3

"During" means within that time period, simultaneous with it. "Throughout" means over the whole duration, from start to end. The action does not have to be continuous or constant, but it has to take place one or more times over the whole time period. Note: in weather reports, meteorologists have a somewhat specialized jargon, and they ...


2

Japanese textbooks do like to make up rules for politeness that don't really exist. If you can reach the salt without interrupting another person's eating, it's not rude if your hand is in front of other people. This isn't some kind of special rule that needs to be explained to Japanese people. It is no more rude for English people in England than it is ...


2

Both: "How do you go to school?" and "How do you get to school?" are grammatically acceptable. The Cambridge dictionary has a page about "get vs go", including warnings and arguments can be made for why each sentence is preferred by some over the other, but both sentences are used commonly where I live (I was born and raised ...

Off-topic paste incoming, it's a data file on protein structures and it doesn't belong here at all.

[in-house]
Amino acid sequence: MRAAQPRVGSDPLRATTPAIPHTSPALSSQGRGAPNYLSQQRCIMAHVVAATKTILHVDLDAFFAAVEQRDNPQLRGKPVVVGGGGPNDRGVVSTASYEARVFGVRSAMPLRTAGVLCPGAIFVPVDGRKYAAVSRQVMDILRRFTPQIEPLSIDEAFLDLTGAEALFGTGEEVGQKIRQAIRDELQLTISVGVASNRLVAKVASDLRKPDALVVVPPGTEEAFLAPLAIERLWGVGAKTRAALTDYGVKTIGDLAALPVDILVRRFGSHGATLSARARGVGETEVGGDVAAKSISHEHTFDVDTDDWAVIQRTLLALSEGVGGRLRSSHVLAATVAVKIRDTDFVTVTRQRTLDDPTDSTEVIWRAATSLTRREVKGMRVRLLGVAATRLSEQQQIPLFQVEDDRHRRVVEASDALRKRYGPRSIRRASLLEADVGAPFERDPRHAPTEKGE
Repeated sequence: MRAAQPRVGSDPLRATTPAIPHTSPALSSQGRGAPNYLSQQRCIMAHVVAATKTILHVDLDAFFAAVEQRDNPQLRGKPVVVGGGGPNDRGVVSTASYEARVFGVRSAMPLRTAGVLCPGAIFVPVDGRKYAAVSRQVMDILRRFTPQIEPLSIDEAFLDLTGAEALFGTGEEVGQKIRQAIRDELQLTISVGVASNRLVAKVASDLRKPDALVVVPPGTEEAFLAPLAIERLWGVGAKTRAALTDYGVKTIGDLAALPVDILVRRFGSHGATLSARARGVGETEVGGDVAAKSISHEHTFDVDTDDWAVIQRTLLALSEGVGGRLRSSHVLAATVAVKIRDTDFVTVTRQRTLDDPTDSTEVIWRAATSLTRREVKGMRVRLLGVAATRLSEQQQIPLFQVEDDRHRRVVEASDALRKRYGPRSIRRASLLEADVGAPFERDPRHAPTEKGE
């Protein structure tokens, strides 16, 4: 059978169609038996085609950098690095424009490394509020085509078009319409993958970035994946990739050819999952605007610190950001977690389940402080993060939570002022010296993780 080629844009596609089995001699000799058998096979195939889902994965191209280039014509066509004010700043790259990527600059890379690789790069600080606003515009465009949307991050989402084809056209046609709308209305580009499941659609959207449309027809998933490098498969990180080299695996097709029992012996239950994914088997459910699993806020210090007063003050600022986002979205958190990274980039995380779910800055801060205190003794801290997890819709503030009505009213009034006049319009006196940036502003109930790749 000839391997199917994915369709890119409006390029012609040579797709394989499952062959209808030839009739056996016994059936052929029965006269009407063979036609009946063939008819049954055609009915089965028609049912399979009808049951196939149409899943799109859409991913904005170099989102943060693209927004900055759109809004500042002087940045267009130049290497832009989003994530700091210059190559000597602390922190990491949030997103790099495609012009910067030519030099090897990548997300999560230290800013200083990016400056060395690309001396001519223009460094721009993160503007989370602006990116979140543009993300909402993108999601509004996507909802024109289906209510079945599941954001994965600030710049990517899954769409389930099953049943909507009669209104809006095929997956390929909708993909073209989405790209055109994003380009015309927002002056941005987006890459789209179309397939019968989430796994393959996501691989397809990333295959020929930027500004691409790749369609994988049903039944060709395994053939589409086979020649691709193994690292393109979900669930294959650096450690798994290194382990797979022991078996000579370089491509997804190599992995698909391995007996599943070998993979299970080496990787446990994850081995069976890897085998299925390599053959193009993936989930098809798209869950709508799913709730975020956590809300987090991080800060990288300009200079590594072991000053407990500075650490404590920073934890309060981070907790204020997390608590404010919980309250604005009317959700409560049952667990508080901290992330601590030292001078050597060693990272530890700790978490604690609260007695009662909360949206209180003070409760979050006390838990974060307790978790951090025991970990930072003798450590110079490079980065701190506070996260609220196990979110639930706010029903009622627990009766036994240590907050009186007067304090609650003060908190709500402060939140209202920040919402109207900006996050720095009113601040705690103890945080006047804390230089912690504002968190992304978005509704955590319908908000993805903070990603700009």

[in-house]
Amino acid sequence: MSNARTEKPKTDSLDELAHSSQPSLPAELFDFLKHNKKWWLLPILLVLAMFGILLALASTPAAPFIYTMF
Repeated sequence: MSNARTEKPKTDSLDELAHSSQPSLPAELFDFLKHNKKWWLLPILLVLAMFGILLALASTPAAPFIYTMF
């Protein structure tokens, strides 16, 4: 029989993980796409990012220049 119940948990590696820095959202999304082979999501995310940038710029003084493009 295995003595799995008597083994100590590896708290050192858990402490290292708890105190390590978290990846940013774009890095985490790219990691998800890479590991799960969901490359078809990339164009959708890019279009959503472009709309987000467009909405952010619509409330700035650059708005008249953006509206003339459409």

2

The Lexico example that you quoted in your comment is correct because "over the parking lot" says that the window looks out over the parking lot. The sentence in your question is not correct because the guy doesn't have a vantage point over the garden- your balcony does, and you do. You usually to use this meaning of over with the verb look rather ...


1

The "put up" is not a usual form. It would probably be understood by most English speakers. You might choose to say "pull up" or "type in" or any of several other forms. There are lots. Heh heh. Maybe you want to say you were driving your car with your friend in the car. You were giving your friend a ride home. I don't suppose ...


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